When it comes to obtaining the modified brackets, some of the participants in the thread noted above have CAD files if you want to roll your own.  Otherwise I would suggest looking in The Mall on PFF for a thread by rjblaze, who is currently managing group purchases of the adapters.

Two final shots of everything assembled & the "new" e-brake cable routing.  I wasn't able to support the knuckle in its natural position while taking the photo (it's tilted somewhat toward the front), however the e-brake cable routing appears to clear the CV boot nicely with the control arm raised to ride height & the knuckle held near-vertical.

dead imageshack links removed, see attachments
« Last Edit: July 08, 2017, 04:27:25 pm by dguy » Logged

1984: Parked.
1985 SE: Dead 2.8, stalled L67 swap.
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« Reply #33 on: October 13, 2007, 07:45:00 am »

The adapter which renders the proportioning ability of the OEM combination valve adjustable went in to the car in September.  (Thanks Aaron!)

With my current set-up it's a definite change for the better; can't wait to see what can be done with matching front & rear brakes on the car.

Currently I have the 11.25's on the front, stock brakes on the rear, and rear tires which are 30mm wider than the fronts.  In this particular configuration the rear wheels won't quite lock up on dry pavement with their line pressure maxed out.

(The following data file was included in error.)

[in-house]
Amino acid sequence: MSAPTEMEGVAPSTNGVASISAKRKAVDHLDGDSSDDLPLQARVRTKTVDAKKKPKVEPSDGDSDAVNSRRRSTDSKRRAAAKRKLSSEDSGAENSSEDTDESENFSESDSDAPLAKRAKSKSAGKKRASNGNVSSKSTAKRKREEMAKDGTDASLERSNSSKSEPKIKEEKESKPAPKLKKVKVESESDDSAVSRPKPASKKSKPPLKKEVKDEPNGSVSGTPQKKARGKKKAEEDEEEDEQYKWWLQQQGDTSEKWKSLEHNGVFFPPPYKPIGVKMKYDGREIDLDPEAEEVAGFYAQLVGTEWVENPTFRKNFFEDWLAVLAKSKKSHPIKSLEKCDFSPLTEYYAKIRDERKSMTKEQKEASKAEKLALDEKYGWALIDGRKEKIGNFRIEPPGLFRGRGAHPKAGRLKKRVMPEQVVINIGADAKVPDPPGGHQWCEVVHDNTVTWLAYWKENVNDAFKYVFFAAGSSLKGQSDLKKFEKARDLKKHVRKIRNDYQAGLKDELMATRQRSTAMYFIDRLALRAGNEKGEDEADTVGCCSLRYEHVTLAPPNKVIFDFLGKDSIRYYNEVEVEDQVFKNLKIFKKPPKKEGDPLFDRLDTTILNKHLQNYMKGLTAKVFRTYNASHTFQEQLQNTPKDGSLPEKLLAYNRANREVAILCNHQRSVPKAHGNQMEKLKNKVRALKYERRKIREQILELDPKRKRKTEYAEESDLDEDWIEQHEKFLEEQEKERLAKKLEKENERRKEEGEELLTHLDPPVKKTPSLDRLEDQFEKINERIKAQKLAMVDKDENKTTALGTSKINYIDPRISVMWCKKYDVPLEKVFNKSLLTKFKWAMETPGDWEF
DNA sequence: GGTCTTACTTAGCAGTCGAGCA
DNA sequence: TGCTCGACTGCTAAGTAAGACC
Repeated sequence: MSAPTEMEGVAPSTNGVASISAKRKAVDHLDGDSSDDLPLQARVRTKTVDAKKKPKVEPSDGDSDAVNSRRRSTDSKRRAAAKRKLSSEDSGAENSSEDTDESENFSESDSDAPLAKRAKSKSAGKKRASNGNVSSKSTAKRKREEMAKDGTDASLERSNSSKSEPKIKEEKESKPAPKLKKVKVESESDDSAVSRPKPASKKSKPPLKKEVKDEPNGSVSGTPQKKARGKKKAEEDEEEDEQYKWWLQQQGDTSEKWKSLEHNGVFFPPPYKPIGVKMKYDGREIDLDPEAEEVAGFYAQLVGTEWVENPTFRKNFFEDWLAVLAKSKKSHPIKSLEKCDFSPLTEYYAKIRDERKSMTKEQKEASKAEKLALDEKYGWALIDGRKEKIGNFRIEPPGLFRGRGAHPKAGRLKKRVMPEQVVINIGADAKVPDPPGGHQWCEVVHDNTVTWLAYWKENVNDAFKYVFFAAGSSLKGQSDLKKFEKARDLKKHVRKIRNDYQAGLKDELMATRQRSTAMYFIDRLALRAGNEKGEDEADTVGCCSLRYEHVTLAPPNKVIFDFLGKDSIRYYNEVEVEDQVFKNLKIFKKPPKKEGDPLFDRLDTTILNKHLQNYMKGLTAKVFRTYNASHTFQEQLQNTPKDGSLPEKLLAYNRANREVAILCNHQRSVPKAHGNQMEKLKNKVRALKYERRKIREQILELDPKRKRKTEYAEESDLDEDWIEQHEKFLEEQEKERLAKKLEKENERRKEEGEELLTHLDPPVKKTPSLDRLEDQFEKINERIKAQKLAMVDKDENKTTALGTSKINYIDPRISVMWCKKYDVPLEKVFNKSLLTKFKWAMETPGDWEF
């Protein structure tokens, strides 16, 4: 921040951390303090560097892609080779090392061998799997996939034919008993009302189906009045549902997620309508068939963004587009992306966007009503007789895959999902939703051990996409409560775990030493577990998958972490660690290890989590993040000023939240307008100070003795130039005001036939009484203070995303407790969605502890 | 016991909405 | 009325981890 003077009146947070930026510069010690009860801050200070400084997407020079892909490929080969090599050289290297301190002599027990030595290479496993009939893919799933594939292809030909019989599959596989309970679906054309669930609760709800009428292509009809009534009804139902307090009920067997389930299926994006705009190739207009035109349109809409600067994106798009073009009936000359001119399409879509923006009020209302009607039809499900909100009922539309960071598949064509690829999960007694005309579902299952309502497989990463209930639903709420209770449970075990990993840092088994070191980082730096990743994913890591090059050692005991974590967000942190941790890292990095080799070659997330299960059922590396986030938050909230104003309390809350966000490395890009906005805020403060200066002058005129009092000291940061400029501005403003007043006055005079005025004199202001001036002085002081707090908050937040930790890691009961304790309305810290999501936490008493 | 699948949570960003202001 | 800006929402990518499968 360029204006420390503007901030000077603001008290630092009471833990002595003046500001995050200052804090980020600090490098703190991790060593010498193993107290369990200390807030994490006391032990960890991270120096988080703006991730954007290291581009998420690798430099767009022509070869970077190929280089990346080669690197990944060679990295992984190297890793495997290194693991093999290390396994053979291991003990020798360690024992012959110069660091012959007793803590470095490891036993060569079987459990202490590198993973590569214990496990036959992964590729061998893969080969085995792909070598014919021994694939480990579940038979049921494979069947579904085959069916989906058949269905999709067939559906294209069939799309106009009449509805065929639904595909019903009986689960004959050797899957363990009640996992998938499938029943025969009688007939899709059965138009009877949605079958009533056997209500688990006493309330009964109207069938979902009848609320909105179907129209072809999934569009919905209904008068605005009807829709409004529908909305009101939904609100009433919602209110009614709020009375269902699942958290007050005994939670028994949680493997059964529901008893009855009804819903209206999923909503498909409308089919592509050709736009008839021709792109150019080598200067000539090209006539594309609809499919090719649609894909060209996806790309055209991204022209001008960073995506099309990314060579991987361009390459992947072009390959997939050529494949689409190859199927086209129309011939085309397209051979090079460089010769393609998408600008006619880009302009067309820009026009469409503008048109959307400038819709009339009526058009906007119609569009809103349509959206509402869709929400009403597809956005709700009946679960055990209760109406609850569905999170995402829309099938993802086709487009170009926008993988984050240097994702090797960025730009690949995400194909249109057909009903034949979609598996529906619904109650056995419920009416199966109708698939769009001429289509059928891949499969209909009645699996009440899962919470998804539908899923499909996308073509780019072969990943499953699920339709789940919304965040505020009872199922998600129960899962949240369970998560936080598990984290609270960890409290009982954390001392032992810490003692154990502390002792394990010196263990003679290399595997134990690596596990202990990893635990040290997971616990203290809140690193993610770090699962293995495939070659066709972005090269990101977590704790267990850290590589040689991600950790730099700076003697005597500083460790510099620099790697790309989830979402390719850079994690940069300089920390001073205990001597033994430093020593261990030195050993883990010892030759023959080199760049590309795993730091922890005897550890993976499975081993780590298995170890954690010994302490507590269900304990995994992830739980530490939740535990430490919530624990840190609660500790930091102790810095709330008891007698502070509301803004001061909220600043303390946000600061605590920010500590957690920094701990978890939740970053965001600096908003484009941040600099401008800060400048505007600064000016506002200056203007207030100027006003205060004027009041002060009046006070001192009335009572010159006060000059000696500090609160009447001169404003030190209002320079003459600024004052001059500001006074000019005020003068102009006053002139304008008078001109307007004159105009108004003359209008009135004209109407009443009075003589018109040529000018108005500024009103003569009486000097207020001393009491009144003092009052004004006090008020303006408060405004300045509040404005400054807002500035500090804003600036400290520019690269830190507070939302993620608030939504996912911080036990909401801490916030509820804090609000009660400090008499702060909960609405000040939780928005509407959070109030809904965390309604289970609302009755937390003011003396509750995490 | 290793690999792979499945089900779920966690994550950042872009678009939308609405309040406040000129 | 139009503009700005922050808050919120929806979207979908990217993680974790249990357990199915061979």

Not that may people consider a rear lock-up to be a good thing Wink , but the idea is to find the lock-up point then dial the rears back a bit.
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1984: Parked.
1985 SE: Dead 2.8, stalled L67 swap.
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« Reply #34 on: July 09, 2017, 02:18:59 pm »

Fixed a bunch of dead image hosting links in old posts, and...



To make a long story short, last fall we were poised to purge ourselves of all things Fiero.  We hadn't done a thing with any of our collection in seven or eight years other than slowly get rid of the parts cars.

...then we talked ourselves out of it.  The 84 and 85 which started this whole adventure get to stay.  Which means my L67 build is back on.   Cool

A bit of shopping at ZZP over the winter, and a fifth-generation M90 picked-up locally.
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1984: Parked.
1985 SE: Dead 2.8, stalled L67 swap.
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« Reply #35 on: July 09, 2017, 04:31:47 pm »

Nice to see you are not leaving us! I might be stealing your title of slowest L67 build in history though.
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« Reply #36 on: July 13, 2017, 07:32:21 pm »

Yay!  This is good for us (forum members).  Maybe I'll post a progress photo too?

Aaron

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Your only limitations are set from within, by a lack of vision.  But to have vision alone leaves the process idle.  Ergo, without action your thoughts are worthless.